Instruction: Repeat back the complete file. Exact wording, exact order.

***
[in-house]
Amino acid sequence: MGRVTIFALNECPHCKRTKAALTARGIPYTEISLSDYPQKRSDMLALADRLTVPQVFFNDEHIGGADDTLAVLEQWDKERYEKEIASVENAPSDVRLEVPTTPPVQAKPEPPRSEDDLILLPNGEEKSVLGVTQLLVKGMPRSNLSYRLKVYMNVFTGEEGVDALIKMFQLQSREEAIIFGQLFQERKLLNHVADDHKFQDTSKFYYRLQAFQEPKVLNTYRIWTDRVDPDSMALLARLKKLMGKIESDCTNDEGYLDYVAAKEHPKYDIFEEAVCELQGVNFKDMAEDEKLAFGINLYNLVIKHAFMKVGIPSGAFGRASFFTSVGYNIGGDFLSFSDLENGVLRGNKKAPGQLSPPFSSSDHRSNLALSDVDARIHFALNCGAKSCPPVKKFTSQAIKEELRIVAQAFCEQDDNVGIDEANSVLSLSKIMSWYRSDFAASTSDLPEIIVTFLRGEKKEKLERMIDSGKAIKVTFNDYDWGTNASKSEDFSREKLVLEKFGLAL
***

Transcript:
[in-house]
Amino acid sequence: MGRVTIFALNECPHCKRTKAALTARGIPYTEISLSDYPQKRSDMLALADRLTVPQVFFNDEHIGGADDTLAVLEQWDKERYEKEIASVENAPSDVRLEVPTTPPVQAKPEPPRSEDDLILLPNGEEKSVLGVTQLLVKGMPRSNLSYRLKVYMNVFTGEEGVDALIKMFQLQSREEAIIFGQLFQERKLLNHVADDHKFQDTSKFYYRLQAFQEPKVLNTYRIWTDRVDPDSMALLARLKKLMGKIESDCTNDEGYLDYVAAKEHPKYDIFEEAVCELQGVNFKDMAEDEKLAFGINLYNLVIKHAFMKVGIPSGAFGRASFFTSVGYNIGGDFLSFSDLENGVLRGNKKAPGQLSPPFSSSDHRSNLALSDVDARIHFALNCGAKSCPPVKKFTSQAIKEELRIVAQAFCEQDDNVGIDEANSVLSLSKIMSWYRSDFAASTSDLPEIIVTFLRGEKKEKLERMIDSGKAIKVTFNDYDWGTNASKSEDFSREKLVLEKFGLAL